Our Home as Hospital of the Future [video]

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Bert MeskoHealthcare Is Coming Home With Sensors And Algorithms

By Bertalan Meskó, MD PhD

Instead of futuristic hospital buildings and huge devices, disruptive technologies injected into small, almost invisible objects will set the trends in medicine. Such devices will create smart households bringing healthcare home.

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2 Responses

  1. New-Wave Anatomy for Medical School?

    These augmented reality tools could totally change med school:

    1. http://www.adam.com
    2. http://completeanatomy.3d4medical.com

    Dr. David Edward Marcinko MBA

    Like

  2. CRISPR Inventors Battle for Rights in Court

    The University of California, Berkeley and the Broad Institute appeared in front of the Patent Trial and Appeal Board to determine who owns the rights to the gene-editing tool CRISPR–Cas9. Ever since its meteoric rise to biotech fame, there’s been dispute over the ownership of the intellectual property behind the technique.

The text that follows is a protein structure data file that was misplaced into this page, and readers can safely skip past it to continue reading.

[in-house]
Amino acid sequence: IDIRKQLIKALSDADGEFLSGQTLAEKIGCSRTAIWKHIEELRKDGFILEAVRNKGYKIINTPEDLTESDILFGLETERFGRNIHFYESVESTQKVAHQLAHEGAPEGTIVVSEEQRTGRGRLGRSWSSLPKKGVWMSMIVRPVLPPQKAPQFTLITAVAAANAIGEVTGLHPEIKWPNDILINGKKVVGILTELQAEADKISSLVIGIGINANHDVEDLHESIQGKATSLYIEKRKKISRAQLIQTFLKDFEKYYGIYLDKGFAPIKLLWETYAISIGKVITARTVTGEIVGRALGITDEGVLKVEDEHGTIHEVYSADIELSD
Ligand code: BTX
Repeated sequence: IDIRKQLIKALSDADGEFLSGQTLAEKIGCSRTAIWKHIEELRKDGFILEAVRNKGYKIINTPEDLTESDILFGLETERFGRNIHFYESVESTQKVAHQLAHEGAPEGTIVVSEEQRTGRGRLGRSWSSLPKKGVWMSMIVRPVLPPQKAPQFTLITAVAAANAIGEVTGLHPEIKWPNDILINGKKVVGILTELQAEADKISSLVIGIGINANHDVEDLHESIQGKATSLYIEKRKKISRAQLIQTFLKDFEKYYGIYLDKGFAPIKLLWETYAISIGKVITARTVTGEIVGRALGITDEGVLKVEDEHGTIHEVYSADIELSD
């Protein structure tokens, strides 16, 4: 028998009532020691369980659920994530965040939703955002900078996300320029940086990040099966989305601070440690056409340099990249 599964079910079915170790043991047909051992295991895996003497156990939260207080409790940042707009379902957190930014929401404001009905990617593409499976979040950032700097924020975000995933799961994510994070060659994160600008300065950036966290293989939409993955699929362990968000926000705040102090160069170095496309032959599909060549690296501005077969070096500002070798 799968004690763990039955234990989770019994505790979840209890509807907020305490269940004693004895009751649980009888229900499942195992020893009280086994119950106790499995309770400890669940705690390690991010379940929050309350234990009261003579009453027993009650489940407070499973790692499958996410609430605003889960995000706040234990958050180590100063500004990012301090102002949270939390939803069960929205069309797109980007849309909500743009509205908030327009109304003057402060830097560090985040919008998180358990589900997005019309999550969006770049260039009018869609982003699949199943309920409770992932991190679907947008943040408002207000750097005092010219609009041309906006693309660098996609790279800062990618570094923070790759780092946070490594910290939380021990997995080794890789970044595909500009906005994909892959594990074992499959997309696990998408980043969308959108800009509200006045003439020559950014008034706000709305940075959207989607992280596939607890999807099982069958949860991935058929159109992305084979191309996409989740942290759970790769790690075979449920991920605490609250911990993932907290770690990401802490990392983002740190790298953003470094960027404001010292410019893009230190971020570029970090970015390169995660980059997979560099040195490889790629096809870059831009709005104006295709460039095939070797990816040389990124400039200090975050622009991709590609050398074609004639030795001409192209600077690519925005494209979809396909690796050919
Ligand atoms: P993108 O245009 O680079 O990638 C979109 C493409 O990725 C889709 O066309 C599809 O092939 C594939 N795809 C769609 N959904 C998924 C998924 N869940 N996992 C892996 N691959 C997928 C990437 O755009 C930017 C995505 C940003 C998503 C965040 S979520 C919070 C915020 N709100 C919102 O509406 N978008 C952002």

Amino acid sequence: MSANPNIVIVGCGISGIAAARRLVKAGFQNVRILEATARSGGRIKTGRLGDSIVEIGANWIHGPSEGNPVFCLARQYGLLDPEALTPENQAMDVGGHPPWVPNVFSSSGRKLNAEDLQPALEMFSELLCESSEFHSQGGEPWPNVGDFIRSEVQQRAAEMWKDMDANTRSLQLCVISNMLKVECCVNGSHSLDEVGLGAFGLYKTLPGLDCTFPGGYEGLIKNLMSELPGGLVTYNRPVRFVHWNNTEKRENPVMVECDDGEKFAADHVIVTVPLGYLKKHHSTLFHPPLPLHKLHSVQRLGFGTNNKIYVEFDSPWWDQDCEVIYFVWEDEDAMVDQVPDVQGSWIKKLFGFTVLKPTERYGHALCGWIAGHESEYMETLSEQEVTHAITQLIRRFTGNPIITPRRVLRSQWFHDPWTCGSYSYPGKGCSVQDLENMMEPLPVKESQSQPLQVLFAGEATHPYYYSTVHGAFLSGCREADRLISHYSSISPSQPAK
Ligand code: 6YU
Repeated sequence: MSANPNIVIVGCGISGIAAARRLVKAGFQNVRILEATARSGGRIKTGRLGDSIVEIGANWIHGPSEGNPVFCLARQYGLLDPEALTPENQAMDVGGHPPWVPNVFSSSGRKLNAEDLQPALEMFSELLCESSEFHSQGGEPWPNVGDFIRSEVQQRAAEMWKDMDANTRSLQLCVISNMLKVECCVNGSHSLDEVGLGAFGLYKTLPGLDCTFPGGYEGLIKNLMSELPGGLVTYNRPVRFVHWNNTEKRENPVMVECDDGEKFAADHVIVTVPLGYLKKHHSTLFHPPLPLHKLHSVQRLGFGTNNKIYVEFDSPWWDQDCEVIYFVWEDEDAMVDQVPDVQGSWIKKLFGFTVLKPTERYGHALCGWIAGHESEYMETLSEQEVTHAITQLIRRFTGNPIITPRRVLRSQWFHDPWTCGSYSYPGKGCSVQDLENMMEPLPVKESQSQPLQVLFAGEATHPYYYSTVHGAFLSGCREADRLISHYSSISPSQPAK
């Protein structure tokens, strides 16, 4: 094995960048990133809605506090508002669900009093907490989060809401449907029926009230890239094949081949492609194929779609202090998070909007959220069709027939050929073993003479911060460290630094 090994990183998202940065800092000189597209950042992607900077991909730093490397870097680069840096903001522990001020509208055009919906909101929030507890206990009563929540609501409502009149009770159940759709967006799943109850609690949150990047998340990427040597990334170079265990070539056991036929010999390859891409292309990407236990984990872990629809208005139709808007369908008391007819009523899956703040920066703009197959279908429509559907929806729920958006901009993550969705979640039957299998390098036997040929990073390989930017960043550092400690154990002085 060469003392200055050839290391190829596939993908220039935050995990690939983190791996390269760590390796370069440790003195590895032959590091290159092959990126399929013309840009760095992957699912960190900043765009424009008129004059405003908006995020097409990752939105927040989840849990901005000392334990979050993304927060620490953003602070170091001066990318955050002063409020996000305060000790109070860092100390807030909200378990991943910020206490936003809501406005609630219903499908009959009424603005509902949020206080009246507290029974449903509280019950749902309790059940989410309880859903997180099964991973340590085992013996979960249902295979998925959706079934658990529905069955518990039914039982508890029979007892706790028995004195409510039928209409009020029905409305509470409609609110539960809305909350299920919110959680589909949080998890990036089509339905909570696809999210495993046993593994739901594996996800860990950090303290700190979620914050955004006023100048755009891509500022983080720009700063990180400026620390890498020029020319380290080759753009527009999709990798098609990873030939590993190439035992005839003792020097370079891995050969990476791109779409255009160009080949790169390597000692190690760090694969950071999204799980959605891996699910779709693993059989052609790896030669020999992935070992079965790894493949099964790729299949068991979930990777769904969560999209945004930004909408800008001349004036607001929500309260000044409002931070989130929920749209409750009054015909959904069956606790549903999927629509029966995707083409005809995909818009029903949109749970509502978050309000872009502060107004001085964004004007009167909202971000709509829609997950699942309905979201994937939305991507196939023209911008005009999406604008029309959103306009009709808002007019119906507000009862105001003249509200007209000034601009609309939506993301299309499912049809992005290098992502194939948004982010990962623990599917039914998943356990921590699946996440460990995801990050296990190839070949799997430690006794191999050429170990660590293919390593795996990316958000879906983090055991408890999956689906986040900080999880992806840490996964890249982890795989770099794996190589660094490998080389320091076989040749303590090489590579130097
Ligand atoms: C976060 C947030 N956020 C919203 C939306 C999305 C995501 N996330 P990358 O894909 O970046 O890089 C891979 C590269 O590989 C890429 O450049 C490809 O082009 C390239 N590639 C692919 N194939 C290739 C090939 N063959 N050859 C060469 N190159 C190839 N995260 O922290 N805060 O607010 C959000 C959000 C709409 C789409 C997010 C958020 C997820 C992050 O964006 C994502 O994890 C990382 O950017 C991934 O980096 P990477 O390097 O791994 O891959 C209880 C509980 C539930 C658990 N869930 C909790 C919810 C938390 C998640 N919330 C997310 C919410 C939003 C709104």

Both Jennifer Doudna, a molecular biologist at Berkeley, and Feng Zhang, a synthetic biologist at the Broad Institute, filed patents relating to the technique. Zhang was awarded one by the U.S. Patent and Trademark Office in 2014, but Berkeley contested it, sparking this hearing.

    https://www.technologyreview.com/s/532796/who-owns-the-biggest-biotech-discovery-of-the-century/?utm_source=MIT+TR+Newsletters&utm_campaign=ccffbcc378-newsletters-the-download&utm_medium=email&utm_term=0_997ed6f472-ccffbcc378-154253973&goal=0_997ed6f472-ccffbcc378-154253973&mc_cid=ccffbcc378&mc_eid=72aee829ad

    During the single 45-minute session, each side’s attorney had just 20 minutes to present their case. Commentators seem to think that Berkeley struggled the most of the two to convince the judges of its claims to have invented the technique first—but both sides must now wait for the three judges to make a decision.

    MIT Technology Review

    Like

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